“The most important of them was the Gray Friars’ well, which came out of the rising ground westward from where the High School is built, and had been dedicated to the honour of St. Francis, the founder of the order — a man of exalted character, whom Dean Milman calls “most blameless and gentle.” The water, which ran perennially and was of singular purity, had no doubt been highly venerated in the days of the old Church, and it continued to be much esteemed, and even to maintain somewhat of its traditional sanctity, long after the memory of the good man whose name it bore had become forgotten.
“When the Friars’ house was in ruins, and the gardens laid waste, St. Francis’ well did not escape unharmed. One austere iconoclast—James Patrie was his name—had probably been offended at its sculptural reminiscences of the old faith, and he cast it down. When arraigned to answer for this,
“he confest and grantit that he took down the common well callit the Friar well, quhilk servit the haill town with guid and wholesome water, and referrit him in the Bailies’ and Council’s will thereanent; and they being advisit with his offence, declarit that he sail pay for the reparation of the said well and common warks the soum of ten pounds; always, gif he big and repair the well as Weill as it wes of before with lime mortar, or Pasch next, this pain to be remitted; otherwise, the day past and the well nocht biggit, to pay the said soum but favour.”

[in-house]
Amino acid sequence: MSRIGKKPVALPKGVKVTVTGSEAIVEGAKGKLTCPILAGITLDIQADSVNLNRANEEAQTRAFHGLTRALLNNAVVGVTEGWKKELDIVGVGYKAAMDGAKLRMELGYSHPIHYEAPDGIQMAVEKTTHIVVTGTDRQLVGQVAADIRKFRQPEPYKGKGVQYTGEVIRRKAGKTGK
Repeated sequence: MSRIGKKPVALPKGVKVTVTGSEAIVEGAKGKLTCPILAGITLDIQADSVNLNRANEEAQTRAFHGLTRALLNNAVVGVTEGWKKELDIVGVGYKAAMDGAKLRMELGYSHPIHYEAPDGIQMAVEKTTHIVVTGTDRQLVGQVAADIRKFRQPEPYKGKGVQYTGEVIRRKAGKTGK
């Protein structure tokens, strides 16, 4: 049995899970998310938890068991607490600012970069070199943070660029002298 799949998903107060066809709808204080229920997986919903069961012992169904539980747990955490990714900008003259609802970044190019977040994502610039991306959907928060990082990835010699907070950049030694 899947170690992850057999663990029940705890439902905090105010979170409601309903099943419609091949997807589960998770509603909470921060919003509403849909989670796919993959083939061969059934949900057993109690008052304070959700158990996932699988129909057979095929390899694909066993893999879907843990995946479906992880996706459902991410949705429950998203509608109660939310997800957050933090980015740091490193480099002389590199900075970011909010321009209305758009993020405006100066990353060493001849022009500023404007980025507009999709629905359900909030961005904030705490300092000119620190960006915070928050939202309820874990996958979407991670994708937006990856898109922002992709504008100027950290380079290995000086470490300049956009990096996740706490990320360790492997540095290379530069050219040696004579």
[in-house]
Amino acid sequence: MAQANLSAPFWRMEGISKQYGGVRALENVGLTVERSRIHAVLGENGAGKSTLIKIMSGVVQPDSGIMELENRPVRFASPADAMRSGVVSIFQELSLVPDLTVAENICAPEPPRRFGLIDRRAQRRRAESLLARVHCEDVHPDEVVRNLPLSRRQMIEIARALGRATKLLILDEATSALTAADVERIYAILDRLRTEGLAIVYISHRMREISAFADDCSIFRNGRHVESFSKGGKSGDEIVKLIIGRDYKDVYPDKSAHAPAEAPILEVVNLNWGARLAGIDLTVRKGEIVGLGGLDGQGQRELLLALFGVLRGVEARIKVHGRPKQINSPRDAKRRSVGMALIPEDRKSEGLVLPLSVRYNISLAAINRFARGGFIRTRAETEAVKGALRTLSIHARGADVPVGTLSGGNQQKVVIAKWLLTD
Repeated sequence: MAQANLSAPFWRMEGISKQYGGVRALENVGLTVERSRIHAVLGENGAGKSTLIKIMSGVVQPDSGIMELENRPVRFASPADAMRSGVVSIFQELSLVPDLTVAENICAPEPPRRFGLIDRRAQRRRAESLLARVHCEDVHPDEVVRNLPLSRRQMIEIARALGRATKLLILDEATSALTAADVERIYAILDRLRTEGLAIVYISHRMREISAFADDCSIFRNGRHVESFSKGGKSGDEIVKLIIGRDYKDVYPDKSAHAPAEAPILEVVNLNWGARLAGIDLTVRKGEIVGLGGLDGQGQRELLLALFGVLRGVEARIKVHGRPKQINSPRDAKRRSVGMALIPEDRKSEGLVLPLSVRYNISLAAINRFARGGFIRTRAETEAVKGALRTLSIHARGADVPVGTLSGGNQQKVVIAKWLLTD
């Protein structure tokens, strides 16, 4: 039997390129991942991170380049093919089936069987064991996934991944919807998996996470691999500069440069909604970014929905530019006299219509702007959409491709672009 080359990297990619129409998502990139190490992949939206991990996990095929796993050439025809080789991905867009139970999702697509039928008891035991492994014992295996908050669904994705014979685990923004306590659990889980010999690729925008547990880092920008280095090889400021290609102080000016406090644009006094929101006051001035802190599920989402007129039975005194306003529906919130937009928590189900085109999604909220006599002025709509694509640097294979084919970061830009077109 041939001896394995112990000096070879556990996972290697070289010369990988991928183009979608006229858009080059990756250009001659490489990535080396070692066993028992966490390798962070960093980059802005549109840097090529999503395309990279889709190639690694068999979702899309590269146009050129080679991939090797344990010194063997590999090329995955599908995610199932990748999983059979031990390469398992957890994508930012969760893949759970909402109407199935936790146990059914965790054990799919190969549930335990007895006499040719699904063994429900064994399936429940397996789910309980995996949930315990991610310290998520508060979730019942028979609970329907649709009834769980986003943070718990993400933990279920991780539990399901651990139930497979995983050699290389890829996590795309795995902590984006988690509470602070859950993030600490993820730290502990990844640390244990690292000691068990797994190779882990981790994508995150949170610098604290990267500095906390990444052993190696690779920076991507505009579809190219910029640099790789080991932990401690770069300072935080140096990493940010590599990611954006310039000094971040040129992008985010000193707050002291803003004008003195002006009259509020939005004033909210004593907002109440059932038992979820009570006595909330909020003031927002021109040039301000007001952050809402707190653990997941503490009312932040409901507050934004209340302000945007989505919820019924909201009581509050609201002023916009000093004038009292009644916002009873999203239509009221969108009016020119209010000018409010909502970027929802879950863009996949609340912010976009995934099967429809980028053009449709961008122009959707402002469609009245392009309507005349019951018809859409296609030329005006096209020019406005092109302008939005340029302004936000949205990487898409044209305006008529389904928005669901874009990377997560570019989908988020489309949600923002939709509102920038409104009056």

James, however, proved contumacious; the day did pass, and the well still lay in ruins. But he got further time, for the Council not yet having possession of the monastic lands, had not chosen to act arbitrarily, and
“James Patrie was ordained to repair the Friar well conform to the last act, under the pain contenit thereintil, betwix the date hereof and Whitsunday;”
and he probably then proceeded to restore it into good condition, as we do not find any other ordinance on the matter. He had not, however, erected it very substantially; for, before thirty years had elapsed, the structure was again ruinous, and the Council resolved
“that St. Francis’ well be of new biggit and made close, so that na common access be had thereto.”
“The meadow land of the Gray Friars which lay around the well, formed a pleasant open space for the use of the old burgh, and it was always held in much regard. Early in last century, the water from the Lady well was impounded and conveyed in pipes for supplying other cisterns throughout the town ; but St. Francis’ spring, which was softer and purer, was left undisturbed to flow down the grassy slope in its natural course ; and when the place became appropriated for homely purposes, and upon
“Its verdant braes,
The lasses used to wash and spread their claes,”